Palaeoanthropology: Of humans, dogs and tiny tools p.316

Genomic data hint at the possibility of human migration from India to Australia 4,230 years ago. However, the inference that these humans took along their dogs and tools is difficult to reconcile with previous reports.

doi: 10.1038/494316a

Ageing: Stem cells on a stress-busting diet p.317

Knowing how an organism's tissues handle stress throughout life is key to understanding ageing and disease. Stems cells of the blood system seem to tackle metabolic stress by means of a process called autophagy. See Article p.323

doi: 10.1038/nature11948

Climate science: Global warming and tropical carbon p.319

An innovative use of measurements of atmospheric carbon dioxide constrains the possible range of carbon–cycle responses to climate change during the twenty-first century, lowering expectations of tropical-forest dieback. See Letter p.341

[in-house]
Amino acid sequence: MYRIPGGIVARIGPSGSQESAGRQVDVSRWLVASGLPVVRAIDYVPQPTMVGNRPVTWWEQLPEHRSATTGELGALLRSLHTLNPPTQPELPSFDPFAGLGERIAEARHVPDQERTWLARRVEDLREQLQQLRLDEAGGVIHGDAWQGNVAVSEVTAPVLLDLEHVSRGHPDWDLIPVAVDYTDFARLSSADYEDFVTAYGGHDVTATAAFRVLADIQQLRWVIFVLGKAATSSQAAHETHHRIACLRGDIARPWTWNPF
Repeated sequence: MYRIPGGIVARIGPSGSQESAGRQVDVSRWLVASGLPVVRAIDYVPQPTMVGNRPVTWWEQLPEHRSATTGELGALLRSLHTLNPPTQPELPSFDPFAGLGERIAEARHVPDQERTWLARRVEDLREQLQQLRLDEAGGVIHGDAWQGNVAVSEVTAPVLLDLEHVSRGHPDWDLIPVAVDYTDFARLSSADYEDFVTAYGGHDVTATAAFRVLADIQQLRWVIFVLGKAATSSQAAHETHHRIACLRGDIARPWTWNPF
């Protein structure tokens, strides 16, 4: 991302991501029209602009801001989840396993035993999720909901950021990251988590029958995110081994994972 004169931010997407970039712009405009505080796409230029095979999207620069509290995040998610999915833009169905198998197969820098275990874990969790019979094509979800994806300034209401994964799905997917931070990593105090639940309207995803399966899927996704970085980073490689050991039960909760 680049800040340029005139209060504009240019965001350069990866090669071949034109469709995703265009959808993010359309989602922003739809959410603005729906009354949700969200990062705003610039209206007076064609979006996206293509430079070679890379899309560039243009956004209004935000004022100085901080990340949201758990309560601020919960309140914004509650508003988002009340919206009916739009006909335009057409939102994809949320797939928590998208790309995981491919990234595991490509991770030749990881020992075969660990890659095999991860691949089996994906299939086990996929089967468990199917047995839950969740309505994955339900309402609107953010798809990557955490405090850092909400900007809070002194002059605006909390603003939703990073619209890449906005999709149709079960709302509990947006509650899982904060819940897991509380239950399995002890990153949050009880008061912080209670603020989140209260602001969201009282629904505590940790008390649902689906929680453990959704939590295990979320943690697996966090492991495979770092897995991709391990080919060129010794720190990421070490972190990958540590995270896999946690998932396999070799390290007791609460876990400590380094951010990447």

doi: 10.1038/nature11949

Microbial oceanography: Killers of the winners p.320

Viruses that infect the SAR11 group of oceanic bacteria have finally been found and sequenced. Because SAR11 is ubiquitous, these viruses may be the most abundant in the oceans — and perhaps in the entire biosphere. See Letter p.357

doi: 10.1038/nature11951

Infection biology: Cheats never prosper p.321

Fast-growing 'defector mutants' can threaten the success of a bacterial infection. But one bacterial species prevails over these cheats by forming a subpopulation that has shut down expression of virulence genes. See Letter p.353

doi: 10.1038/494321a


FOXO3A directs a protective autophagy program in haematopoietic stem cells p.323